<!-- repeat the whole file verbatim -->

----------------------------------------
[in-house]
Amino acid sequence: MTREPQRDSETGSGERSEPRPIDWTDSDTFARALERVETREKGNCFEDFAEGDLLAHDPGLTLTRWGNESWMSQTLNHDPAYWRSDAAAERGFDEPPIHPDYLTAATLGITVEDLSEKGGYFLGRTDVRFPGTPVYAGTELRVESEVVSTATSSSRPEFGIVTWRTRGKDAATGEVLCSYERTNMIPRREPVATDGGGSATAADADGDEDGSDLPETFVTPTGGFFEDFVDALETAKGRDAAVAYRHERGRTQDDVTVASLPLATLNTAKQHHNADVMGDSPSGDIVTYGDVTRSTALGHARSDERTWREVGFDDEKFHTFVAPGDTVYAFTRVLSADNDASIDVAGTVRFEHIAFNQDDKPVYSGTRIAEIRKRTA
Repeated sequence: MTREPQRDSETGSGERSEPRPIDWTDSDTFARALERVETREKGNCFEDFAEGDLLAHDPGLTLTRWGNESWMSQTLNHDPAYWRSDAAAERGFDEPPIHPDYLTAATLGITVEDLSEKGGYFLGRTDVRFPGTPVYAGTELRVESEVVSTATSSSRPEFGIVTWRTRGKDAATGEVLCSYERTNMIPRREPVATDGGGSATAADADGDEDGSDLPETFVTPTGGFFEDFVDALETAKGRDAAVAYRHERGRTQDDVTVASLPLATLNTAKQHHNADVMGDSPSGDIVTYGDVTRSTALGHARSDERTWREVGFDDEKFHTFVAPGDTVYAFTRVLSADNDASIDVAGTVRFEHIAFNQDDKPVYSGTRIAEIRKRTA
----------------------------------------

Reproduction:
[in-house]
Amino acid sequence: MTREPQRDSETGSGERSEPRPIDWTDSDTFARALERVETREKGNCFEDFAEGDLLAHDPGLTLTRWGNESWMSQTLNHDPAYWRSDAAAERGFDEPPIHPDYLTAATLGITVEDLSEKGGYFLGRTDVRFPGTPVYAGTELRVESEVVSTATSSSRPEFGIVTWRTRGKDAATGEVLCSYERTNMIPRREPVATDGGGSATAADADGDEDGSDLPETFVTPTGGFFEDFVDALETAKGRDAAVAYRHERGRTQDDVTVASLPLATLNTAKQHHNADVMGDSPSGDIVTYGDVTRSTALGHARSDERTWREVGFDDEKFHTFVAPGDTVYAFTRVLSADNDASIDVAGTVRFEHIAFNQDDKPVYSGTRIAEIRKRTA
Repeated sequence: MTREPQRDSETGSGERSEPRPIDWTDSDTFARALERVETREKGNCFEDFAEGDLLAHDPGLTLTRWGNESWMSQTLNHDPAYWRSDAAAERGFDEPPIHPDYLTAATLGITVEDLSEKGGYFLGRTDVRFPGTPVYAGTELRVESEVVSTATSSSRPEFGIVTWRTRGKDAATGEVLCSYERTNMIPRREPVATDGGGSATAADADGDEDGSDLPETFVTPTGGFFEDFVDALETAKGRDAAVAYRHERGRTQDDVTVASLPLATLNTAKQHHNADVMGDSPSGDIVTYGDVTRSTALGHARSDERTWREVGFDDEKFHTFVAPGDTVYAFTRVLSADNDASIDVAGTVRFEHIAFNQDDKPVYSGTRIAEIRKRTA